October 20, 2020

Put bromide in the debate catering | TV

Put bromide in the debate catering | TV



There is no need for debates to be white glove or to imitate the most rancid forms of parliamentarism – although even the most parliamentary parliament in the world, the House of Commons, preserves traditions and promotes the most naval attitudes. Even it is good to understand from the staging that TV is a show and that you have to stain a bit of mud, but I do believe that a certain tone should be maintained. Since the electoral debates are many bands, I can hardly distinguish them from a set of Save me, and I do not know if it is the candidates who promote this tabloid connotation or it is the format itself that directs them to it.

A bit of anger and some tone outputs are fine. There is no interesting discussion that does not warm up a bit, and overacting is also an acceptable rhetorical device among ladies and gentlemen. If everyone kept the forms and the distances it would mean that nobody said anything capable of hurting the sensitivity of the other, and if you can not scandalize your opponent, you are not an opponent for him. But when fallacies abound ad hominem (or ad feminam) and when threats of lawsuits fall, the debate has died. The brawl becomes personal and absolutely irrelevant to the viewer, who continues to watch for pure morbid (the pedants who read Derrida called this scopic drive).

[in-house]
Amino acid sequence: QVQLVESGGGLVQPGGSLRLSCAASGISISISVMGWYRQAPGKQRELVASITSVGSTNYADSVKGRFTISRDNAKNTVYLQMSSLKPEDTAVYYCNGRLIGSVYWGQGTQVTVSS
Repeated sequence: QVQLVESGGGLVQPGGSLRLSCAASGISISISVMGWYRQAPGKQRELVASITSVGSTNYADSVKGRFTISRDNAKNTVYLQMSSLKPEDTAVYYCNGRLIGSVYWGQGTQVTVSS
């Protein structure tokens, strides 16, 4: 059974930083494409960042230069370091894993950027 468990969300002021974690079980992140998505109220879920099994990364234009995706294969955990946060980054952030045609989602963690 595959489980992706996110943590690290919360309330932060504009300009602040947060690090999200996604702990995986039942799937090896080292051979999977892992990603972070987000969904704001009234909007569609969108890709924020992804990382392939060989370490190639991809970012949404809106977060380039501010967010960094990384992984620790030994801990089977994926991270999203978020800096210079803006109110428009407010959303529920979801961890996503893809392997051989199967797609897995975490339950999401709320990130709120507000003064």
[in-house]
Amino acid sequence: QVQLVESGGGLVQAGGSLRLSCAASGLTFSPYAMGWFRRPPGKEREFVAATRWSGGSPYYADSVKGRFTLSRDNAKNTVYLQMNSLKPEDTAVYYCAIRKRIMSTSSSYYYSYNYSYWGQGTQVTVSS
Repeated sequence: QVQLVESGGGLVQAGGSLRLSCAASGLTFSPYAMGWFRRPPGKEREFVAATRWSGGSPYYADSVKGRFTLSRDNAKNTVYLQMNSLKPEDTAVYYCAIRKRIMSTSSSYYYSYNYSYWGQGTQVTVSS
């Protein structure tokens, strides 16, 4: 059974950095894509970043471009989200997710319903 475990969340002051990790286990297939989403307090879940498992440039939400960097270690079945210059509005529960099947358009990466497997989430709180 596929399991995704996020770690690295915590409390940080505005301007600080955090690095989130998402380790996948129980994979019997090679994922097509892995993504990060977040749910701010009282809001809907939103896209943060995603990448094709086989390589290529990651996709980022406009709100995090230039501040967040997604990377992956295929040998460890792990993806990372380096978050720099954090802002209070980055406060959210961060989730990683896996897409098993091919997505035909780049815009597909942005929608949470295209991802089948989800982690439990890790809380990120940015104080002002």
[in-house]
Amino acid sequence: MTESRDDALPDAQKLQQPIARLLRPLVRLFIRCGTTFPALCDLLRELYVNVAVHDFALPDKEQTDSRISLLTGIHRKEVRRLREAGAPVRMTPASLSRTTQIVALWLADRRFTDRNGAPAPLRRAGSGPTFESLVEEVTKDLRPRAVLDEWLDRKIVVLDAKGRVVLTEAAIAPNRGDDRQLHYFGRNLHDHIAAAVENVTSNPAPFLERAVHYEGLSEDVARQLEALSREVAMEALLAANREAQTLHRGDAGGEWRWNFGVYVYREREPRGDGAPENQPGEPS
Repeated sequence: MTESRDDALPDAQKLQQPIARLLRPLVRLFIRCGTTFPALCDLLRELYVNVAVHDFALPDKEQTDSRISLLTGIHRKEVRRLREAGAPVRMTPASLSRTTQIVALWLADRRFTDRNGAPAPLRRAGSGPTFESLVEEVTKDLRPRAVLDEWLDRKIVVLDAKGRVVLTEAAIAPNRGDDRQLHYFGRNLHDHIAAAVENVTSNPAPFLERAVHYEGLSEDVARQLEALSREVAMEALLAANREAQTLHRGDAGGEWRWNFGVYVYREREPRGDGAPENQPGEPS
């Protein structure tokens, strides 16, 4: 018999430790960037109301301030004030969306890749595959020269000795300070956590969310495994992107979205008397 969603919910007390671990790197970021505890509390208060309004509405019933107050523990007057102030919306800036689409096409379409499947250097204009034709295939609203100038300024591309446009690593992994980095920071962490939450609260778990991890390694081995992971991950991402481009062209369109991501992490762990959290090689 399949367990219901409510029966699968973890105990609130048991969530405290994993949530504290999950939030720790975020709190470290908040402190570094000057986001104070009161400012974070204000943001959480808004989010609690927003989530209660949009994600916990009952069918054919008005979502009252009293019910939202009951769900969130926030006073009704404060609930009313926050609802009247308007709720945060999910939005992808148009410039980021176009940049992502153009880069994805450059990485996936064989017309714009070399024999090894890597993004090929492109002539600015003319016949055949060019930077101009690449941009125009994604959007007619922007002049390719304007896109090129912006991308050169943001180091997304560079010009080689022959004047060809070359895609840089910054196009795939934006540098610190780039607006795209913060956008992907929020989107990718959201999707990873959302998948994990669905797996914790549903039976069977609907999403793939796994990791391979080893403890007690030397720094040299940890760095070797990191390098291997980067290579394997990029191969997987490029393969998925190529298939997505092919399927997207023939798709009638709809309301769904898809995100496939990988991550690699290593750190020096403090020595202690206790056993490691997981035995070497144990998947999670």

A struggling moderator at Angel Christ's tamer school can control two contenders, but Tarzan himself could not bring order to a table of four or more. I pity those who have to shepherd those four Iberian males that are going to clash their horns on TVE. I recommend putting a lot of bromide in the catering and that the coffees are decaffeinated, or there will not be a single Spaniard who understands a shit.

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